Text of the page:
When you look to the stars, it's impossible not to be blown away by their splendor or think about our place in the great, big universe. From the Northern Hemisphere, there are 30 visible constellations; five can be seen all year, while the others appear seasonally. Named after characters in Greek mythology, each constellation contains star patterns that abstractly resemble its namesake. Here are lists of what to look for each season.
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Cassiopeia, Cepheus, Draco, Ursa Major and Ursa Minor can be seen all year long.
In the winter, look for Canis Major, Cetus Eridanus, Gemini, Orion, Perseus and Taurus.
In the spring, keep an eye out for Bootes, Cancer, Crater, Hydra, Leo and Virgo.
In the summer, Aquila, Cygnus, Hercules, Lyra, Ophiuchus, Sagittarius and Scorpius light up the sky.
In the fall, you can see Andromeda, Aquarius, Capricornus, Pegasus and Pisces.
Each appearing to rotate around the North Pole star, these are constellations that can be seen all year from the Northern Hemisphere:
- Ursa Major
- Ursa Minor
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Braving the cold to stargaze in winter is worth it. Here are seven constellations you can observe in the Northern Hemisphere during this season:
- Canis Major
Orion, known as the Hunter, is thought to be the most famous of the winter constellations because it's the brightest and easiest to recognize.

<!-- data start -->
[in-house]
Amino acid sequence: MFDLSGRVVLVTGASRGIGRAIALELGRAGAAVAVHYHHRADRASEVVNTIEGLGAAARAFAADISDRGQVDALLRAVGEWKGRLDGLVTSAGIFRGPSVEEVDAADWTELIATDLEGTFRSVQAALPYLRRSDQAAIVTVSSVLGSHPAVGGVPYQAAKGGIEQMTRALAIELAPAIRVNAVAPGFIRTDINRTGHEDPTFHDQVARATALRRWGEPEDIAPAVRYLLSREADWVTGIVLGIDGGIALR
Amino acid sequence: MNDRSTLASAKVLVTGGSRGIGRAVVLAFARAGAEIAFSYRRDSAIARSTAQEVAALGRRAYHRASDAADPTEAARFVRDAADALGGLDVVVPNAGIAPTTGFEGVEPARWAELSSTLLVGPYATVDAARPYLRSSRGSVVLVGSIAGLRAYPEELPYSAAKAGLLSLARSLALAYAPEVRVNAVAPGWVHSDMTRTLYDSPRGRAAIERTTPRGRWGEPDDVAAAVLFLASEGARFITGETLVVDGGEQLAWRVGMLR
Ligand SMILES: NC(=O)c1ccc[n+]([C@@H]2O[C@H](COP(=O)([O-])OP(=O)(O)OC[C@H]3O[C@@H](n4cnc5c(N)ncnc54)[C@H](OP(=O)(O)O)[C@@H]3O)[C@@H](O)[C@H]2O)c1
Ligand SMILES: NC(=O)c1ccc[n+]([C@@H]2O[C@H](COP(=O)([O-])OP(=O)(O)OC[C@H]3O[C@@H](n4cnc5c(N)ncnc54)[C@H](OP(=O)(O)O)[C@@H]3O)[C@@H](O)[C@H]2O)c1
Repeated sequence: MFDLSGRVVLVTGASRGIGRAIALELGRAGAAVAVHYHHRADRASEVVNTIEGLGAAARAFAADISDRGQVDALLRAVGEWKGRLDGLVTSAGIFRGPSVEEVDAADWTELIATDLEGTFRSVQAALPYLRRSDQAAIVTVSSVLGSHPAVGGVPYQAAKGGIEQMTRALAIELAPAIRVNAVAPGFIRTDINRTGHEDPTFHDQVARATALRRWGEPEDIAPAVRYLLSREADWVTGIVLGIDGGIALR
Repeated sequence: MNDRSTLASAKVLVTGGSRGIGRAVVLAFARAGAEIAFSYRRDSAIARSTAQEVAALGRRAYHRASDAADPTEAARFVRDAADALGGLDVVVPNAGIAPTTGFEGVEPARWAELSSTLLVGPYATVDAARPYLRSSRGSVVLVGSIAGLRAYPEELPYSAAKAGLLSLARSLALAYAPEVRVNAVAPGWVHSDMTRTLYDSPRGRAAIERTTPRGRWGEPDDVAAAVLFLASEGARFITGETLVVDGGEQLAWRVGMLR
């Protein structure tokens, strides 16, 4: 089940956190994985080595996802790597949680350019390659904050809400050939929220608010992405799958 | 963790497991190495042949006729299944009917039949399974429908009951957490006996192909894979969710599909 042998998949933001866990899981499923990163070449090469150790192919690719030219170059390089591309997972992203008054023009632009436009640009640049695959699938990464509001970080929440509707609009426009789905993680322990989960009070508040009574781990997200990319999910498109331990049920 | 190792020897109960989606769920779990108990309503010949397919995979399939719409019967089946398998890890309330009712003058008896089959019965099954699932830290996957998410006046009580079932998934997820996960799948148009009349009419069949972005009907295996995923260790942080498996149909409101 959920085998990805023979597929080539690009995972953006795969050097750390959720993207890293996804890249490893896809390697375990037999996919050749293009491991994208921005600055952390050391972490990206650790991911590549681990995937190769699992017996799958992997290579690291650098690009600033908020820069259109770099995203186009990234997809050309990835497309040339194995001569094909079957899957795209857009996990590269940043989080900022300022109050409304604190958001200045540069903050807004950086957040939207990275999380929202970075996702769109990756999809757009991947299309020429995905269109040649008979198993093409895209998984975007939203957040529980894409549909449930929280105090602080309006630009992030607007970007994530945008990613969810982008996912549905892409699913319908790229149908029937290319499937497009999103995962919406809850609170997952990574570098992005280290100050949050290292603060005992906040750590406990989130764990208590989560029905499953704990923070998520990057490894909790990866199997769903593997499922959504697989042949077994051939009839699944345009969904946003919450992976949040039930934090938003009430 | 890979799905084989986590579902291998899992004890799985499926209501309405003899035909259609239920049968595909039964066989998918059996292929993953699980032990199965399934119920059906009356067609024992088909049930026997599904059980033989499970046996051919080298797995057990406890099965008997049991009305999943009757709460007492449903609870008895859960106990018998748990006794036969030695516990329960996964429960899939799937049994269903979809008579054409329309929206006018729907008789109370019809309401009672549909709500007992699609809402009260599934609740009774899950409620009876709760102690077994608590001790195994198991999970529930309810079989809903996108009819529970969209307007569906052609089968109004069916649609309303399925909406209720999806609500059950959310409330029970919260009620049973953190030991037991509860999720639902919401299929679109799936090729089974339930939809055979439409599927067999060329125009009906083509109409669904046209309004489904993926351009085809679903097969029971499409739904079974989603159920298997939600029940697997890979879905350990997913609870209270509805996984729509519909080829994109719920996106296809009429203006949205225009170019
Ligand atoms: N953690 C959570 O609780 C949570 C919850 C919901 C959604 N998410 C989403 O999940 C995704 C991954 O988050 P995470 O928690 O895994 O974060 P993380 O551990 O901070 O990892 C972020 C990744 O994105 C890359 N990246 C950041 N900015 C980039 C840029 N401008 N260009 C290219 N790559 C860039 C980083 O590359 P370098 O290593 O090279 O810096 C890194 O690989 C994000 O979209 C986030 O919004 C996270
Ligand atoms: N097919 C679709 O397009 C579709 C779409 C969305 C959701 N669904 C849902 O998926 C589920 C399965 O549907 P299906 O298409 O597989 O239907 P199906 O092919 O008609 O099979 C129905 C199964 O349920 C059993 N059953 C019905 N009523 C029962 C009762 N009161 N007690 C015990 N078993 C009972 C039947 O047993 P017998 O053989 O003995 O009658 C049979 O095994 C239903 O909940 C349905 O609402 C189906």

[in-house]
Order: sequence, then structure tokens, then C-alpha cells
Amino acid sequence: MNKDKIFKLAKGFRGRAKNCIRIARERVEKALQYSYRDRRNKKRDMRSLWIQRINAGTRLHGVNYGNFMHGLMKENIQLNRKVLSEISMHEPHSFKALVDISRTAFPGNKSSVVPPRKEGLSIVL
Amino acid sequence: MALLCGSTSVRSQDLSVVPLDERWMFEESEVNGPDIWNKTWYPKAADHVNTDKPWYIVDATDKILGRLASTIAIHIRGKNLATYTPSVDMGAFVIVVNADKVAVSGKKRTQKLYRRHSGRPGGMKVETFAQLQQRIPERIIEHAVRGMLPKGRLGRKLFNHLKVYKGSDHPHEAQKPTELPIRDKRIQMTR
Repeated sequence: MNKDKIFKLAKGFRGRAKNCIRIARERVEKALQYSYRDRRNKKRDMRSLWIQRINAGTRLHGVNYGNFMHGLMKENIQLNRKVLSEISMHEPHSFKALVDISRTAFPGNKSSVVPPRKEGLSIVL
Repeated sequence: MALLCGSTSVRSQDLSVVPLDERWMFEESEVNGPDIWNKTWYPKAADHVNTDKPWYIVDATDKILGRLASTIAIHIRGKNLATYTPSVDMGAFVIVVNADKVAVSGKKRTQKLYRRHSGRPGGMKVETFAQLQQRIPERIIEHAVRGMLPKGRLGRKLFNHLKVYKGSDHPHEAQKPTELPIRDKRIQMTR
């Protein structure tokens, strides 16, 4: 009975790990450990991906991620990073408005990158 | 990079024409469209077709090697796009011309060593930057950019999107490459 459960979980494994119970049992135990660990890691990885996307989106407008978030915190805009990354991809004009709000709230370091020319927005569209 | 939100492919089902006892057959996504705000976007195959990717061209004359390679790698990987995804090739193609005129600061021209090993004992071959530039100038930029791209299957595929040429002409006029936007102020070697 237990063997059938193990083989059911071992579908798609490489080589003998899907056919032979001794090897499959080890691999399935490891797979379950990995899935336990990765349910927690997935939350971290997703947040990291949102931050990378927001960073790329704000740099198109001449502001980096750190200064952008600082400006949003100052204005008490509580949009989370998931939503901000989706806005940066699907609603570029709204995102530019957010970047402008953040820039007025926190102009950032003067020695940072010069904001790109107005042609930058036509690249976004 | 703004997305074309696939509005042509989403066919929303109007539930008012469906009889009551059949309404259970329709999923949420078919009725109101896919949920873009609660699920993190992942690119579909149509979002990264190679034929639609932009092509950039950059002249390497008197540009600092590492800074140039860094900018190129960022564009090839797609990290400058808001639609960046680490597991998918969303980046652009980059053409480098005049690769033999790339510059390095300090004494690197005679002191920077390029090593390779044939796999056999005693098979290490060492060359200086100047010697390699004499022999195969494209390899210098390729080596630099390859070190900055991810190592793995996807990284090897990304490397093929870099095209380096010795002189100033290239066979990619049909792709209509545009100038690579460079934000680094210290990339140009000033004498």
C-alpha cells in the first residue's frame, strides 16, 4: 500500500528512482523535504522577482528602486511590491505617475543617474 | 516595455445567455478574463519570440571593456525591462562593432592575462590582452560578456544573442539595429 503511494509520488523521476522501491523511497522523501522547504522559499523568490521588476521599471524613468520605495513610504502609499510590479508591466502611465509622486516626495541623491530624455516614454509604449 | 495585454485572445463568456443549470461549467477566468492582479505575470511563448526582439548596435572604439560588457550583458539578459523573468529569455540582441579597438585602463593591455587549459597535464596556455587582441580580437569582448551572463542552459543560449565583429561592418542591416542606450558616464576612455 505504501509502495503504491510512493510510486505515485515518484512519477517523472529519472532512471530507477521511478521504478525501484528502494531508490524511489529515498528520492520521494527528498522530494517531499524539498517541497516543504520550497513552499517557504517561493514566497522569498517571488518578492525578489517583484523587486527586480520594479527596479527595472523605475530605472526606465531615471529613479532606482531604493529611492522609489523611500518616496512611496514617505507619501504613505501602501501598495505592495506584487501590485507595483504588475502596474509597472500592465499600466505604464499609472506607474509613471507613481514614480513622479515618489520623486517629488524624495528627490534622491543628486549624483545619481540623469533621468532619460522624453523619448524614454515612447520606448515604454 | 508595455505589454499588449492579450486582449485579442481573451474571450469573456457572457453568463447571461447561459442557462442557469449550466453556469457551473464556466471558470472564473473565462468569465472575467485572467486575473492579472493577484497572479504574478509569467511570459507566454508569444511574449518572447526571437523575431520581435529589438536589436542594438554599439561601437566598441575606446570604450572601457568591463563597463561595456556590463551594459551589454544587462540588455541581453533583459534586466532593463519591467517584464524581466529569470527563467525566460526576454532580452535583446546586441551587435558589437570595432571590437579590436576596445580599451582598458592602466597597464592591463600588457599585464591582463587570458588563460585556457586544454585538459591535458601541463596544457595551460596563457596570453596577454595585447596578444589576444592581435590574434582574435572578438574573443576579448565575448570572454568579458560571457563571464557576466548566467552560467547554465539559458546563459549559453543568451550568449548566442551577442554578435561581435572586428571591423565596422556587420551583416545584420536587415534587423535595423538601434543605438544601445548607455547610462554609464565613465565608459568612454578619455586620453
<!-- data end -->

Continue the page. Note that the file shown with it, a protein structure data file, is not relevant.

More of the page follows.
Canis Major, known as the Great Dog, is named after one of Orion's hunting dogs and contains Sirius, the brightest star in the sky. Only the moon, Venus, Mars and Jupiter appear brighter than Sirius, which is 8.7 light-years away from Earth.
Six constellations visible from the Northern Hemisphere during spring include the following:
Bootes, known as the Herdsman, contains the supergiant red star Arcturus, which is 37 light-years from Earth and is 20 times larger than our sun.
Hydra is the longest and, in terms of area, the largest constellation in the sky. In Greek mythology, Hydra was a multiheaded serpent that grew its heads back immediately after being cut off. As one of his 12 labors, Hercules slayed Hydra.
Virgo, known as the Maiden, contains Spica as one of its stars. Spica is 260 light-years away from Earth and is 100 times brighter than the sun. Scientists believe Spica actually consists of two stars orbiting each other very closely.
Summer is another great time for stargazing. Here are seven constellations that make up the Northern Hemisphere's lineup in this season:
In Greek mythology, Sagittarius is a centaur, with a man's head and torso on a horse's body. This constellation features several celestial objects, including globular clusters.
Lyra, known as the Lyre, contains the star Vega, which is 26 light-years away from Earth and is more than twice the size of the sun. The annual Lyrid meteor shower features meteors that appear to shoot out from Lyra.
Fall is the Northern Hemisphere's season with the fewest constellations. Look out for these:
Aquarius is home to several globular clusters and the planetary nebula called the Saturn Nebula.
Pegasus is symbolic of the winged white horse of Greek mythology and contains several galaxies and a bright globular cluster.